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The EU is reportedly preparing to announce a new proposal that is aimed at smart devices with cybersecurity risks, in order to cut the cost of cyber incidents in the European Union. Manufacturers of smart devices that are connected to the Internet will have to ensure their devices are secure, or risk their products being banned and face fines as high as EUR 15 million (roughly Rs. 120 crore) or up to 2.5 percent of their total global turnover.
On September 13, the European Union executive will announce the Cyber Resilience Act, a proposal that could eventually become law, according to a Reuters report. The proposed regulation covers Internet connected devices such as smart TVs, refrigerators, and smart speakers, proposing stringent rules requiring manufacturers to shore up their security.
According to the report, the EU's proposal will expect smart device manufacturers to assess the cyberscurity risks of their products and ensure that flaws and issues are resolved, and notify the European Union Agency for Cybersecurity (ENISA) of cybersecurity-related incidents within 24 hours.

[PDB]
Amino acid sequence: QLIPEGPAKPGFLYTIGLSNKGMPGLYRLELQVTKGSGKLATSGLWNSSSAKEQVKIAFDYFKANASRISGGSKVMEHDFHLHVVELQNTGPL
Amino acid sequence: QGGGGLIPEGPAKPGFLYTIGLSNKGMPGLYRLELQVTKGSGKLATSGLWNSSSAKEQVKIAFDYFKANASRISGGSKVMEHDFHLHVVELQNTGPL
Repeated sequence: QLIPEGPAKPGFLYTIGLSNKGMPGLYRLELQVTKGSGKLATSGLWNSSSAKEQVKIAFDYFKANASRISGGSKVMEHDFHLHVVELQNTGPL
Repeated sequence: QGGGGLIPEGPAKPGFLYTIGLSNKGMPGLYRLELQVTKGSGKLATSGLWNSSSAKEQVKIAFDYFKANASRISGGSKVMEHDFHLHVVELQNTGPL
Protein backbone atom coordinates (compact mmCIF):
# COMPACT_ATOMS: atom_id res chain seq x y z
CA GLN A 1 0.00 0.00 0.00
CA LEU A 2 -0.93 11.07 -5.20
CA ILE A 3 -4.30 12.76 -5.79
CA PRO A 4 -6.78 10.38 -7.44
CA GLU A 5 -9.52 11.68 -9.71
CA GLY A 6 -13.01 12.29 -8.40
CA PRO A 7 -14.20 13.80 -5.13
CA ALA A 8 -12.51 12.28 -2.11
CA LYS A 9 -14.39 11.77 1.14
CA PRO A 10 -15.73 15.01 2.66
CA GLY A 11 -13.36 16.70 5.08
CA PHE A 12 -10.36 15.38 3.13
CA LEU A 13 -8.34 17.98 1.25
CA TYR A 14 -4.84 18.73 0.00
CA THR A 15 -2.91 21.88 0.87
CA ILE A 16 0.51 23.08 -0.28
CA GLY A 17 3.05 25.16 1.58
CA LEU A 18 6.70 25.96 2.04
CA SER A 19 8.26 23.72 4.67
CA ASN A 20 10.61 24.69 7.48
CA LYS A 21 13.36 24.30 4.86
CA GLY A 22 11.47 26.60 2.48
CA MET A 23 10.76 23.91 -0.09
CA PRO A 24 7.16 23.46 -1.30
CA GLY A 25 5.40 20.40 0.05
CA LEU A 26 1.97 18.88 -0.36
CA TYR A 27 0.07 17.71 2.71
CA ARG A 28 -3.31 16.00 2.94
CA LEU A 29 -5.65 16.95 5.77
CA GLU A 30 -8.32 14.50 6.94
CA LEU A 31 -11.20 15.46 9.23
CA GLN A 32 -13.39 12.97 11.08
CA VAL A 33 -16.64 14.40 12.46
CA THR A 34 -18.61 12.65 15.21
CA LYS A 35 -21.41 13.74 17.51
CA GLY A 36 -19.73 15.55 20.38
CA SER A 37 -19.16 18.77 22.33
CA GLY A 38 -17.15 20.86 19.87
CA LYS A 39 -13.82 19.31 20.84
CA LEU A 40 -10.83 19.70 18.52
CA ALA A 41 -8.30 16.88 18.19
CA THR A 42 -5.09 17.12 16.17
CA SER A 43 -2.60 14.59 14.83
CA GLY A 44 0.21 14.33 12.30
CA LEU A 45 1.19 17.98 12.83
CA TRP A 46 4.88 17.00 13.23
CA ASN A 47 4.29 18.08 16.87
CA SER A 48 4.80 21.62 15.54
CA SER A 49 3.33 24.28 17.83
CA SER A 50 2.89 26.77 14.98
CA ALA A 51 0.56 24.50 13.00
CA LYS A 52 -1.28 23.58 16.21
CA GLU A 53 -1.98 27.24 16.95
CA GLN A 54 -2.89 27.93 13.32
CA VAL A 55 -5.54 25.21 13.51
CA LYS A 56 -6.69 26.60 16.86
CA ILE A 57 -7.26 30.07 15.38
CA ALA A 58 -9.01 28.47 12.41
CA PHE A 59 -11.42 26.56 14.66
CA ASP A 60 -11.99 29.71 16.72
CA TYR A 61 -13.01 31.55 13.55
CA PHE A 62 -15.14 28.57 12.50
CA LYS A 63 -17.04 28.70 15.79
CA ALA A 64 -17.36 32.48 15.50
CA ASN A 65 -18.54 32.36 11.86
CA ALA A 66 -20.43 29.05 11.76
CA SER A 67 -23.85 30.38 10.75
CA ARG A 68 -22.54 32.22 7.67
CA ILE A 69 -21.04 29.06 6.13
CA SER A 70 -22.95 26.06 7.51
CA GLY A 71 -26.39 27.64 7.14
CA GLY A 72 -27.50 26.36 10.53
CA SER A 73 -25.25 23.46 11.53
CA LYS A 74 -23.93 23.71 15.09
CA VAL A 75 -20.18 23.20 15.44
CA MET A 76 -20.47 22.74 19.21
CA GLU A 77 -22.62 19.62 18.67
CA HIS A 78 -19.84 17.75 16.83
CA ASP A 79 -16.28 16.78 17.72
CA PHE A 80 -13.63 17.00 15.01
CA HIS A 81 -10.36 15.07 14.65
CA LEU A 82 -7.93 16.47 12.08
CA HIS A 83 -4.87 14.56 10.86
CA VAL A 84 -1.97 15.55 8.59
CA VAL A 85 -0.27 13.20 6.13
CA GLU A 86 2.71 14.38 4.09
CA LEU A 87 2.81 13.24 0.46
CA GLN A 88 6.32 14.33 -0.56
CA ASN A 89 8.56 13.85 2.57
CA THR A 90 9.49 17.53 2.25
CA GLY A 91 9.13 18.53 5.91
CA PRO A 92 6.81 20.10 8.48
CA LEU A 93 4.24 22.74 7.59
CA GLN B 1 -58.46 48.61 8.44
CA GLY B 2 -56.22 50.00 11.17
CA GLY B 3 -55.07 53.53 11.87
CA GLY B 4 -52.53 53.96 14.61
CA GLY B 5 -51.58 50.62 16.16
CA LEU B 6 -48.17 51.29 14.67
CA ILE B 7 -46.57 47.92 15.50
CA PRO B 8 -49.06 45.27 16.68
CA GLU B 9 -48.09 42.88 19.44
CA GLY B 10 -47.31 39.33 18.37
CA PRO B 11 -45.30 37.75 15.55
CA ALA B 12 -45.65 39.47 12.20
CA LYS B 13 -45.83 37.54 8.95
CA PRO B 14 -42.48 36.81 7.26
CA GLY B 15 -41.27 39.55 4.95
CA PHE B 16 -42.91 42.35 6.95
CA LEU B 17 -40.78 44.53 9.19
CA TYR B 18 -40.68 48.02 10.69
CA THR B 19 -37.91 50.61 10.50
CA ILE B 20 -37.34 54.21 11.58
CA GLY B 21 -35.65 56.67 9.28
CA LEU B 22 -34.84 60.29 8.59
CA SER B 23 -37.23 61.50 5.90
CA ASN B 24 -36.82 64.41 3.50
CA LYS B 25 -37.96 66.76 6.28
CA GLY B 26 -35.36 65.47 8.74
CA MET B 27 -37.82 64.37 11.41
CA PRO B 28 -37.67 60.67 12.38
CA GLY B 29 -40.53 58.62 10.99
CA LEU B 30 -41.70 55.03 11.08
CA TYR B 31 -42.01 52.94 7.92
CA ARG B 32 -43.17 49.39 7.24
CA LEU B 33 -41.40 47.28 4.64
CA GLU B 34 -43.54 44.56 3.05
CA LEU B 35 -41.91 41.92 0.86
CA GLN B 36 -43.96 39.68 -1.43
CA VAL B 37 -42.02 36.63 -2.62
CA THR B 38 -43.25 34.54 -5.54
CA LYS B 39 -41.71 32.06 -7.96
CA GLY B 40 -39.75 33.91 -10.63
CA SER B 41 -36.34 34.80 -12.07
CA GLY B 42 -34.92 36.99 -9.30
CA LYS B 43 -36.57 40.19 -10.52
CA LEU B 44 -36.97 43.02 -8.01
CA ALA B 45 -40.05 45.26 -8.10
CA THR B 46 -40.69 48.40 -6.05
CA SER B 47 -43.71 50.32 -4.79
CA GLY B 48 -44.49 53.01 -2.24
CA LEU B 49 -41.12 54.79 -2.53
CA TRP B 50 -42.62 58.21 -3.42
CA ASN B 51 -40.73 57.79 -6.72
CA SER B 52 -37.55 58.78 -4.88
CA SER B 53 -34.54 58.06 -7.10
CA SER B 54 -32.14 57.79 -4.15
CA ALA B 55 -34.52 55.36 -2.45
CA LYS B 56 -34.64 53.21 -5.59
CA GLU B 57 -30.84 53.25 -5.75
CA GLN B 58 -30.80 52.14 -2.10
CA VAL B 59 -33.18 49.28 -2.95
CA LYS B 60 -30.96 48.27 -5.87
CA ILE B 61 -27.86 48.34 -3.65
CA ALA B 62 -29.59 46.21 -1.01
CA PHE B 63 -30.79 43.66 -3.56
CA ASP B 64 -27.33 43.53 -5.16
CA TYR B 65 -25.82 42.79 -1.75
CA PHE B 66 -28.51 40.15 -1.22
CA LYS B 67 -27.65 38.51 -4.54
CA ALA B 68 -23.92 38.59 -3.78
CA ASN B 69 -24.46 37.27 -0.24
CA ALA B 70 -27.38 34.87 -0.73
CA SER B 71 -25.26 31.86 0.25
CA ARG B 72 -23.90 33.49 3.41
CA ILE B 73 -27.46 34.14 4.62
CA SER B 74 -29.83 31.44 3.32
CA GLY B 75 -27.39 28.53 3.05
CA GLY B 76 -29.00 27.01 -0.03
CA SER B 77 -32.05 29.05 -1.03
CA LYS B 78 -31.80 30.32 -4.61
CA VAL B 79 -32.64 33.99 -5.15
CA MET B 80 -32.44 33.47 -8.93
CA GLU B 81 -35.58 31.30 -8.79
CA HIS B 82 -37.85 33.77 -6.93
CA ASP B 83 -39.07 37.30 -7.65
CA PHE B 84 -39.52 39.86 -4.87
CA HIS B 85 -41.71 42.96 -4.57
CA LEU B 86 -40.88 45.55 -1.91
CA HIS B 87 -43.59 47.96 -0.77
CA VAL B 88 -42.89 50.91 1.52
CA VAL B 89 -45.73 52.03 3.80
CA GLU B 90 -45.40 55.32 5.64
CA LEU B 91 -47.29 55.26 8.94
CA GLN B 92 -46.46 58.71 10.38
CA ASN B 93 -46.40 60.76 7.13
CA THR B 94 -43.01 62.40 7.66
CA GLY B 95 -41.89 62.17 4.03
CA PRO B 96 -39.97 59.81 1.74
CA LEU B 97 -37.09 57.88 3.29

The proposal also recommends that companies who do not follow the proposed rules be fined as much as EUR 15 million (roughly Rs. 120 crore), or up to 2.5 percent of their total global turnover, whichever amount is higher. As per the report, this fine could be reduced for smaller offences.
Similarly, the proposed Cyber Resilience Act also allows national surveillance authorities to restrict a product from the European market by ordering that it be withdrawn or recalled, if it does not comply with the rules. The proposed legislation could eventually become law once EU countries provide input, according to the report.